2006 AMC 12A Problems/Problem 6
- The following problem is from both the 2006 AMC 12A #6 and 2006 AMC 10A #7, so both problems redirect to this page.
Problem
The rectangle is cut into two congruent hexagons, as shown, in such a way that the two hexagons can be repositioned without overlap to form a square. What is ?
Solution 1
Since the two hexagons are going to be repositioned to form a square without overlap, the area will remain the same. The rectangle's area is . This means the square will have four sides of length 12. The only way to do this is shown below.
As you can see from the diagram, the line segment denoted as is half the length of the side of the square, which leads to .
Solution 1 (Shortcut)
As solution 1 says, the two hexagons are going to be repositioned to form a square without overlap. Thus we create this square out of the original rectangle.
As you can see from the diagram, the length fits into the previously blank side, so we know that it is equal to .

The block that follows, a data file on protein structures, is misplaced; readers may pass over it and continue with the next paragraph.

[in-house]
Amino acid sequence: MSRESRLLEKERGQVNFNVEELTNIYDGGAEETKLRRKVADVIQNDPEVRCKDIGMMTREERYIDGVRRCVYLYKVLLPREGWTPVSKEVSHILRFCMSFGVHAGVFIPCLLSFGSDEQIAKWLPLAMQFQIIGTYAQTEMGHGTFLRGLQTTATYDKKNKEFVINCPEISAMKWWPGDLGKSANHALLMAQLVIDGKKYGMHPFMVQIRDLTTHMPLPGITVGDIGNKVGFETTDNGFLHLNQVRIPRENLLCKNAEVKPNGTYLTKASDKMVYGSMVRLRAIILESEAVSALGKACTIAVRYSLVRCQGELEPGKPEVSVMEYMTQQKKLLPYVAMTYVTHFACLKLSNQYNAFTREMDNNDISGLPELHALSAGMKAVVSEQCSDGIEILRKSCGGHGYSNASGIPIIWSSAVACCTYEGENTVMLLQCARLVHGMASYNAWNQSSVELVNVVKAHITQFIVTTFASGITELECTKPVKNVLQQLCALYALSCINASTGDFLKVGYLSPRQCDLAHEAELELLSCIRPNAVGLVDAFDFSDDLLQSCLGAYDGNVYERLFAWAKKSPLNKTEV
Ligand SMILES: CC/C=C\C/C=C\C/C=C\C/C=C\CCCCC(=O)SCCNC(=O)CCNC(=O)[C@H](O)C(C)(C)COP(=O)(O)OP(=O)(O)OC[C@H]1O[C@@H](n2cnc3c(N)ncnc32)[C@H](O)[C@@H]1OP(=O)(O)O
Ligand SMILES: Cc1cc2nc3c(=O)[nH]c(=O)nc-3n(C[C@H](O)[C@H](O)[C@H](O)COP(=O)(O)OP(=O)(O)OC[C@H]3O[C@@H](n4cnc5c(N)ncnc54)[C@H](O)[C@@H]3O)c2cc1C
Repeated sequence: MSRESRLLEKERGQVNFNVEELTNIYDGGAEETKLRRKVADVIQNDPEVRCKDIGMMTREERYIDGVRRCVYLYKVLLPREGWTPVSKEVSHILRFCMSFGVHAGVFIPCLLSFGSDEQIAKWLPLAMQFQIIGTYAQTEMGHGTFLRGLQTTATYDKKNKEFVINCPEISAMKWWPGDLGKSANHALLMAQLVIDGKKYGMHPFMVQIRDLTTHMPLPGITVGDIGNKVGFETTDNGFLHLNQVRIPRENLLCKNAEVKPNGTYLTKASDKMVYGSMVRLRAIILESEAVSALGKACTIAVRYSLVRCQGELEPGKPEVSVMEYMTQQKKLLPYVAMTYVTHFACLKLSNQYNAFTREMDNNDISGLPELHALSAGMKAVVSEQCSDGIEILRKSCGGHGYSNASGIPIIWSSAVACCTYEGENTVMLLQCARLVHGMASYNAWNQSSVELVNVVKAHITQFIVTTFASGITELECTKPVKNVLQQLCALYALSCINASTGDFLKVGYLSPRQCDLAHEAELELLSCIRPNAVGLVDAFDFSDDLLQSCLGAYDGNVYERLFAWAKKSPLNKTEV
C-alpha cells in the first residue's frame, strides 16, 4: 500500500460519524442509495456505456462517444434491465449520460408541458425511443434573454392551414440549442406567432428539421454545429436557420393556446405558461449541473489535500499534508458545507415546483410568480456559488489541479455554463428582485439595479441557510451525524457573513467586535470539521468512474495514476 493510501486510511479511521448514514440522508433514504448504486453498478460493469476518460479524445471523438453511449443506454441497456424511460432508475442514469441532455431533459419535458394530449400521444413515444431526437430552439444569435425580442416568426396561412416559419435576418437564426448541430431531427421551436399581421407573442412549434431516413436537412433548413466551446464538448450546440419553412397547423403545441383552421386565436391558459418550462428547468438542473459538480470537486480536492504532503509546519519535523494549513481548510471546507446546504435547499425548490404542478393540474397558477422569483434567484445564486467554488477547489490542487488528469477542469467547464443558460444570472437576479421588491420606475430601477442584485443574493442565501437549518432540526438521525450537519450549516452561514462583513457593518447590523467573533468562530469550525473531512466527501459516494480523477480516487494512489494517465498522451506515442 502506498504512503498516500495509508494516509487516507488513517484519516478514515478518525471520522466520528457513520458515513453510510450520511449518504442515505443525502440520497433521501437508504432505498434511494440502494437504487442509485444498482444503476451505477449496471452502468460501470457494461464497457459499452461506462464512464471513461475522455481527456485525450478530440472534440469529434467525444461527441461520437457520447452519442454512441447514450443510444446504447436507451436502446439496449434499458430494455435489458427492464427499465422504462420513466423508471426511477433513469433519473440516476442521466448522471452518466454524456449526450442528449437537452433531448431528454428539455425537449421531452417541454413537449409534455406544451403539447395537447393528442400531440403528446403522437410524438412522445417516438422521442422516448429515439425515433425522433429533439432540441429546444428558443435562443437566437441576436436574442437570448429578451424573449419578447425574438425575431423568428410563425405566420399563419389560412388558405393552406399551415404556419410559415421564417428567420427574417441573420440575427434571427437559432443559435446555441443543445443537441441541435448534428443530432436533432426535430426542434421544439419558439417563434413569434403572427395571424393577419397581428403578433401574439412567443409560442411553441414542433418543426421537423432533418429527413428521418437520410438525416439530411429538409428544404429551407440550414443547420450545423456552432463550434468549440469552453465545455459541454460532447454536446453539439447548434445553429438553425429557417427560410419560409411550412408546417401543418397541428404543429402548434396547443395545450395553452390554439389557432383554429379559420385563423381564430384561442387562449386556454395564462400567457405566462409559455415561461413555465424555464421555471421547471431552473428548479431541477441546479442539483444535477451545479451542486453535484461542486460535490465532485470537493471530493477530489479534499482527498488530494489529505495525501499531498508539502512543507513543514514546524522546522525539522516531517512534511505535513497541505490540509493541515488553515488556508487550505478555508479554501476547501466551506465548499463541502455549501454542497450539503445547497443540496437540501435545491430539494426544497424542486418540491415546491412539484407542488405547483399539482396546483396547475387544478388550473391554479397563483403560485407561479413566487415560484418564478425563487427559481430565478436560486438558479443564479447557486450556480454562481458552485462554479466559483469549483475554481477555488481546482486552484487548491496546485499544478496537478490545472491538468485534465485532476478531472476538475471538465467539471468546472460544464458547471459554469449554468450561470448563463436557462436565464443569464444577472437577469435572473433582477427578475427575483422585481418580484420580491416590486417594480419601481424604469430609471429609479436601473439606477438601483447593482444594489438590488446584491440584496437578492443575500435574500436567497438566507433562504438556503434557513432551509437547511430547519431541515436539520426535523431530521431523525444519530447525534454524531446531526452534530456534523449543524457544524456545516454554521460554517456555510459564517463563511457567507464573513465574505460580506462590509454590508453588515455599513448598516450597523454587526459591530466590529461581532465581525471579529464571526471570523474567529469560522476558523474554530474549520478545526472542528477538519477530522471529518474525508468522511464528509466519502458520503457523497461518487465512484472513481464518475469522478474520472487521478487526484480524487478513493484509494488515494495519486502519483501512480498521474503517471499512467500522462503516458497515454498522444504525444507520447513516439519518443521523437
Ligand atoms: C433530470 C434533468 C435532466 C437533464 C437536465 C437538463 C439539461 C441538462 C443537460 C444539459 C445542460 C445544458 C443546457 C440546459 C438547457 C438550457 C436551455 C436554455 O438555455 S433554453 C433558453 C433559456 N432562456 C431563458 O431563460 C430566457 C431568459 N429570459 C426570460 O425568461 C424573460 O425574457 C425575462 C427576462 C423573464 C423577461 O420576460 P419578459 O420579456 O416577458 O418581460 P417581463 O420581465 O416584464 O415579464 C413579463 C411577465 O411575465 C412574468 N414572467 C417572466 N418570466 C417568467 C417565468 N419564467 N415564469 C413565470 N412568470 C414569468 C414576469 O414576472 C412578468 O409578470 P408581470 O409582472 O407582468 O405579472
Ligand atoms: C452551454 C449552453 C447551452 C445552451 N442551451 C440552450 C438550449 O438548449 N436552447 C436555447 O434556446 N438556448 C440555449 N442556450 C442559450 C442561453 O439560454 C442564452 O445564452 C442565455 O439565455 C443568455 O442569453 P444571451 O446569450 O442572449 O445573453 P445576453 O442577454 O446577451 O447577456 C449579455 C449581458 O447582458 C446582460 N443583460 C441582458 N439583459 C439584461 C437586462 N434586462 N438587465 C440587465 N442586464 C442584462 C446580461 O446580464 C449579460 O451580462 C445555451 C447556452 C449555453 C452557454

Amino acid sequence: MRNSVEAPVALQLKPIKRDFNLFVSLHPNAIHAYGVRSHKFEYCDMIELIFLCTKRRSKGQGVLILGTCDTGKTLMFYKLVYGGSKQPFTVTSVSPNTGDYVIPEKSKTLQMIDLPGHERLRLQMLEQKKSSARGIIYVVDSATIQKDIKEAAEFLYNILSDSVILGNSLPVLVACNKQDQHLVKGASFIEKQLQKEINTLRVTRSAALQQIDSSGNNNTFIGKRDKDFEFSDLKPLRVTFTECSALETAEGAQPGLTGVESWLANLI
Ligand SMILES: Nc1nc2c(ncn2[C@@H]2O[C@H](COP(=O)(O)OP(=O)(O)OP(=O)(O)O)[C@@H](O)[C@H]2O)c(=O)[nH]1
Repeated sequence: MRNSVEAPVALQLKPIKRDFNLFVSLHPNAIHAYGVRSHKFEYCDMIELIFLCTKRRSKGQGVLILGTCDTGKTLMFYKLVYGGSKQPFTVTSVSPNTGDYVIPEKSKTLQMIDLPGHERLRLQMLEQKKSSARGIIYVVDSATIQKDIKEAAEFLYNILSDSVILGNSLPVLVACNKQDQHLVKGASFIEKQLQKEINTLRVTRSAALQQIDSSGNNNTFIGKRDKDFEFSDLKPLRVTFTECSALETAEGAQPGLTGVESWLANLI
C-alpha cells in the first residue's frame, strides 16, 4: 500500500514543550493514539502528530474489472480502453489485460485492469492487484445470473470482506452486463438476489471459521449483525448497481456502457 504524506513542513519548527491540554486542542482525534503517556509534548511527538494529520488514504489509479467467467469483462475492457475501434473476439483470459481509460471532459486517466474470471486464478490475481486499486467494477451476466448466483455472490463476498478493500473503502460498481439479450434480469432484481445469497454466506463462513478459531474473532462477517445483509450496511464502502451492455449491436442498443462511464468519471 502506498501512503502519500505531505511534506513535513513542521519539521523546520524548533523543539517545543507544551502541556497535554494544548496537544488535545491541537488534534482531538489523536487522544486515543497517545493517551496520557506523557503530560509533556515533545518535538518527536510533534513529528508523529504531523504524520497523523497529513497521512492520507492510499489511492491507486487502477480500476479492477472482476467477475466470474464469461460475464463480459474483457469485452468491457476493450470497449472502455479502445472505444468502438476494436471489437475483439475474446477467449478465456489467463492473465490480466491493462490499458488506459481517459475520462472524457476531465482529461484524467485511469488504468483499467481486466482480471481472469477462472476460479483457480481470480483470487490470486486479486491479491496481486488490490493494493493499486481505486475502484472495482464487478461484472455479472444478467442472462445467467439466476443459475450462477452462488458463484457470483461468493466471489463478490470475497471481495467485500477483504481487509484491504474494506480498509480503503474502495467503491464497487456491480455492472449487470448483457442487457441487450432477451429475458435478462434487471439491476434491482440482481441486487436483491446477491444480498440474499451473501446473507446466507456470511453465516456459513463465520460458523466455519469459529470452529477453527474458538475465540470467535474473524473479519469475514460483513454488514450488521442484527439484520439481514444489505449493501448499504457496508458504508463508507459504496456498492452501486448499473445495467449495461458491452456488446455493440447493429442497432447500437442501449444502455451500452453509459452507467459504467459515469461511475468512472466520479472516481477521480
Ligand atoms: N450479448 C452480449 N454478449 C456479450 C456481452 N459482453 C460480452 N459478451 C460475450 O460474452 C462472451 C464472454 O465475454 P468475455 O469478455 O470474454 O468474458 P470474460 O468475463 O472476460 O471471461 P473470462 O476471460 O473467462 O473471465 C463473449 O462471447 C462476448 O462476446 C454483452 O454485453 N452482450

From there we can say so .
~Ezraft
Solution 2 (Cheap)
Because the two hexagons are congruent, we know that the perpendicular line to is half of , or . Next, we plug the answer choices in to see which one works. Trying , we get the area of one hexagon is , as desired, so the answer is .
~coolmath2017
See also
2006 AMC 12A (Problems • Answer Key • Resources) | |
Preceded by Problem 5 |
Followed by Problem 7 |
1 • 2 • 3 • 4 • 5 • 6 • 7 • 8 • 9 • 10 • 11 • 12 • 13 • 14 • 15 • 16 • 17 • 18 • 19 • 20 • 21 • 22 • 23 • 24 • 25 | |
All AMC 12 Problems and Solutions |
2006 AMC 10A (Problems • Answer Key • Resources) | ||
Preceded by Problem 6 |
Followed by Problem 8 | |
1 • 2 • 3 • 4 • 5 • 6 • 7 • 8 • 9 • 10 • 11 • 12 • 13 • 14 • 15 • 16 • 17 • 18 • 19 • 20 • 21 • 22 • 23 • 24 • 25 | ||
All AMC 10 Problems and Solutions |
The problems on this page are copyrighted by the Mathematical Association of America's American Mathematics Competitions.